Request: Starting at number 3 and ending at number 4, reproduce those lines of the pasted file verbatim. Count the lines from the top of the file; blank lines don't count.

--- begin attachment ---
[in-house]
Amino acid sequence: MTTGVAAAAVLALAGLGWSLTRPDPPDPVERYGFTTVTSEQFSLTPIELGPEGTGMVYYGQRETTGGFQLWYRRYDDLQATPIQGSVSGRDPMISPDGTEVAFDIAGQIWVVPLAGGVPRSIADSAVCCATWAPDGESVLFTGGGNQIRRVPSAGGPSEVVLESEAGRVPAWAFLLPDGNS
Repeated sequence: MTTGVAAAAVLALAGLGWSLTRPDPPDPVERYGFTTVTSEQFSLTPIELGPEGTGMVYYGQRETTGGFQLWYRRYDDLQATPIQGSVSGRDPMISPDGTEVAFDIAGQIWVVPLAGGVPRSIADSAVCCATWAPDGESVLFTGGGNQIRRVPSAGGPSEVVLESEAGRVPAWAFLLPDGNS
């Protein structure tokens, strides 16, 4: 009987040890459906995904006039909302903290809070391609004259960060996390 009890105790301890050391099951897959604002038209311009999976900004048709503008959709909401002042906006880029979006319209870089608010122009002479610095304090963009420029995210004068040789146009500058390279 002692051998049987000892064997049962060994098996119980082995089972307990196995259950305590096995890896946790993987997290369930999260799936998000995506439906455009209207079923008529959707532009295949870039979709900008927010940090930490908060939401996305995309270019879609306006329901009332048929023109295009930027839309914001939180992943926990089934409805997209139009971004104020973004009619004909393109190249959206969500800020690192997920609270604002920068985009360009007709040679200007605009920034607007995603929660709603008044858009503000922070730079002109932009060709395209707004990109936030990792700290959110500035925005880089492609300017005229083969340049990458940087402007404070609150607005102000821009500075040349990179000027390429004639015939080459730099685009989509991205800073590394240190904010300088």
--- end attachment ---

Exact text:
Repeated sequence: MTTGVAAAAVLALAGLGWSLTRPDPPDPVERYGFTTVTSEQFSLTPIELGPEGTGMVYYGQRETTGGFQLWYRRYDDLQATPIQGSVSGRDPMISPDGTEVAFDIAGQIWVVPLAGGVPRSIADSAVCCATWAPDGESVLFTGGGNQIRRVPSAGGPSEVVLESEAGRVPAWAFLLPDGNS
């Protein structure tokens, strides 16, 4: 009987040890459906995904006039909302903290809070391609004259960060996390 009890105790301890050391099951897959604002038209311009999976900004048709503008959709909401002042906006880029979006319209870089608010122009002479610095304090963009420029995210004068040789146009500058390279 002692051998049987000892064997049962060994098996119980082995089972307990196995259950305590096995890896946790993987997290369930999260799936998000995506439906455009209207079923008529959707532009295949870039979709900008927010940090930490908060939401996305995309270019879609306006329901009332048929023109295009930027839309914001939180992943926990089934409805997209139009971004104020973004009619004909393109190249959206969500800020690192997920609270604002920068985009360009007709040679200007605009920034607007995603929660709603008044858009503000922070730079002109932009060709395209707004990109936030990792700290959110500035925005880089492609300017005229083969340049990458940087402007404070609150607005102000821009500075040349990179000027390429004639015939080459730099685009989509991205800073590394240190904010300088």